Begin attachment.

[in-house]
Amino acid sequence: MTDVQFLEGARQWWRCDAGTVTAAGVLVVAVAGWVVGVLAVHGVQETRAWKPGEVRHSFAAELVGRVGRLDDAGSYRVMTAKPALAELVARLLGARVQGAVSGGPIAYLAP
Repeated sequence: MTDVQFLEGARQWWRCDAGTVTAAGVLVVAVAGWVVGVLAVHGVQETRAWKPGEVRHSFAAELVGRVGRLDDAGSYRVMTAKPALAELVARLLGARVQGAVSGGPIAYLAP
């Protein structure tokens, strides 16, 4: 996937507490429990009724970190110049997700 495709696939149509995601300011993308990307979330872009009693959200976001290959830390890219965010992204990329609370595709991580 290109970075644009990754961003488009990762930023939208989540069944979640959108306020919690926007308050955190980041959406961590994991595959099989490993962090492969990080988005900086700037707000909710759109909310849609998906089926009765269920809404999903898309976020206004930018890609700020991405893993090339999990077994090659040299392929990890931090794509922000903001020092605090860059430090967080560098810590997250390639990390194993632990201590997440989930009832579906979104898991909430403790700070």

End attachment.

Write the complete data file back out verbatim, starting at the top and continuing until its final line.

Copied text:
[in-house]
Amino acid sequence: MTDVQFLEGARQWWRCDAGTVTAAGVLVVAVAGWVVGVLAVHGVQETRAWKPGEVRHSFAAELVGRVGRLDDAGSYRVMTAKPALAELVARLLGARVQGAVSGGPIAYLAP
Repeated sequence: MTDVQFLEGARQWWRCDAGTVTAAGVLVVAVAGWVVGVLAVHGVQETRAWKPGEVRHSFAAELVGRVGRLDDAGSYRVMTAKPALAELVARLLGARVQGAVSGGPIAYLAP
């Protein structure tokens, strides 16, 4: 996937507490429990009724970190110049997700 495709696939149509995601300011993308990307979330872009009693959200976001290959830390890219965010992204990329609370595709991580 290109970075644009990754961003488009990762930023939208989540069944979640959108306020919690926007308050955190980041959406961590994991595959099989490993962090492969990080988005900086700037707000909710759109909310849609998906089926009765269920809404999903898309976020206004930018890609700020991405893993090339999990077994090659040299392929990890931090794509922000903001020092605090860059430090967080560098810590997250390639990390194993632990201590997440989930009832579906979104898991909430403790700070």